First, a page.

Less than one in two employees are confident that managers would be able to spot mental health problems at work, according to new research from the charity Mind.
The charity’s third annual Workplace Wellbeing Index highlights the need for managers to take a central role in promoting and supporting good mental health in the workplace.
The research found that while a majority of managers (66 per cent) were confident “promoting wellbeing” a significant number said they wanted additional support on this issue.
Just two in five (41 per cent) of the 15,500 managers surveyed said their employer contributed to their skills to support an employee experiencing poor mental health.
The survey – which involved over 100 organisations – also found just over half of employees (56 per cent) said their organisation supports their mental health. It also found that a similar percentage of employees (51 per cent) felt the culture at their organisation makes it possible to speak openly about experiencing poor mental health.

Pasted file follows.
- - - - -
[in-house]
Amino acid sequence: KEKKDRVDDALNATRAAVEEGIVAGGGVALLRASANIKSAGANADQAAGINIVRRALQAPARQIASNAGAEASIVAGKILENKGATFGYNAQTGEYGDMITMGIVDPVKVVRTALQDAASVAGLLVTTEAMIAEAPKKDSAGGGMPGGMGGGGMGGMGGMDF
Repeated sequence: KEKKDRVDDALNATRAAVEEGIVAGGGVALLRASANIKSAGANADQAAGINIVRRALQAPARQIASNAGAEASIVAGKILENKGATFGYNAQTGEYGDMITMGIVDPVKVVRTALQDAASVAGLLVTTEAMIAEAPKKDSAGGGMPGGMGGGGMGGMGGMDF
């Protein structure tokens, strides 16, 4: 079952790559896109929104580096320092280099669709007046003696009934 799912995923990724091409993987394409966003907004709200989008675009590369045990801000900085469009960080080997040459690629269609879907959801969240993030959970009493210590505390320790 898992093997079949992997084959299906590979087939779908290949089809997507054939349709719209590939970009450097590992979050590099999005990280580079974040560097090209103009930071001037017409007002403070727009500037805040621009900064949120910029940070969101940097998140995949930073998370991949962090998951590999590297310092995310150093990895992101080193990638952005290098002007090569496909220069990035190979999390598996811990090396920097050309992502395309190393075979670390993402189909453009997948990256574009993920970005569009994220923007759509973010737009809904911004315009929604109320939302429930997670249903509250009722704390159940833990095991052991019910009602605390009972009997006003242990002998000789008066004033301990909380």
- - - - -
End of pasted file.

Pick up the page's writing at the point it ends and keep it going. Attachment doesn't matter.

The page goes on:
Mind says that while this data was encouraging there was more that employers could do to support mental health initiatives, particularly given how widespread these problems area.
The data revealed that mental health problems are common among staff – more than seven in 10 employees (71 per cent) have experienced mental health problems in their lives, while over one in two (53 per cent) employees are affected by poor mental health in their current workplace.
Mind head of workplace wellbeing Emma Mamo says: “With mental health problems so common among employees, it’s important that every workplace – no matter the size – makes staff wellbeing a priority.
“It’s also vital that employers make sure managers know how to spot and support colleagues who might be struggling with issues like stress, anxiety or depression.
“Thankfully, mental health at work is becoming a key priority for many organisations. But there’s still a way to go when it comes to creating a culture where staff feel able to be completely open about their mental health in every workplace.”